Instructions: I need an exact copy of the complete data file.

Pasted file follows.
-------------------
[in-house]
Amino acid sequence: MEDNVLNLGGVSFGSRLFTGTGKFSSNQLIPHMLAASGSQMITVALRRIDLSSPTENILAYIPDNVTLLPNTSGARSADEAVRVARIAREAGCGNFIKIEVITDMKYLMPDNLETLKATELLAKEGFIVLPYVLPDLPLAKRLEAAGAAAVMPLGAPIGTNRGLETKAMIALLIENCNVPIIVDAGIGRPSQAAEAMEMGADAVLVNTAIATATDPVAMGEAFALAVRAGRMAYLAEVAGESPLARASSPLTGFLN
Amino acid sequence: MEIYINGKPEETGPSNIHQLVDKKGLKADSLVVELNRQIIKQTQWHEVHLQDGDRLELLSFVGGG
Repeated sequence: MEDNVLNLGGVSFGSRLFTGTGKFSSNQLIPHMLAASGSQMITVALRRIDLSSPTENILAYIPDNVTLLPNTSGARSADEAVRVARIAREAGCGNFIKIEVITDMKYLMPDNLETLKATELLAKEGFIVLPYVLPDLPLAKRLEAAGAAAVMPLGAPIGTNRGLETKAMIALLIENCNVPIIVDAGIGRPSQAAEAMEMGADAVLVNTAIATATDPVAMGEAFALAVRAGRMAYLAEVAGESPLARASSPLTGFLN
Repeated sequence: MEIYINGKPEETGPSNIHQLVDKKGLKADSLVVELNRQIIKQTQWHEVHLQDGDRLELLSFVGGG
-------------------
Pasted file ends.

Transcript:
[in-house]
Amino acid sequence: MEDNVLNLGGVSFGSRLFTGTGKFSSNQLIPHMLAASGSQMITVALRRIDLSSPTENILAYIPDNVTLLPNTSGARSADEAVRVARIAREAGCGNFIKIEVITDMKYLMPDNLETLKATELLAKEGFIVLPYVLPDLPLAKRLEAAGAAAVMPLGAPIGTNRGLETKAMIALLIENCNVPIIVDAGIGRPSQAAEAMEMGADAVLVNTAIATATDPVAMGEAFALAVRAGRMAYLAEVAGESPLARASSPLTGFLN
Amino acid sequence: MEIYINGKPEETGPSNIHQLVDKKGLKADSLVVELNRQIIKQTQWHEVHLQDGDRLELLSFVGGG
Repeated sequence: MEDNVLNLGGVSFGSRLFTGTGKFSSNQLIPHMLAASGSQMITVALRRIDLSSPTENILAYIPDNVTLLPNTSGARSADEAVRVARIAREAGCGNFIKIEVITDMKYLMPDNLETLKATELLAKEGFIVLPYVLPDLPLAKRLEAAGAAAVMPLGAPIGTNRGLETKAMIALLIENCNVPIIVDAGIGRPSQAAEAMEMGADAVLVNTAIATATDPVAMGEAFALAVRAGRMAYLAEVAGESPLARASSPLTGFLN
Repeated sequence: MEIYINGKPEETGPSNIHQLVDKKGLKADSLVVELNRQIIKQTQWHEVHLQDGDRLELLSFVGGG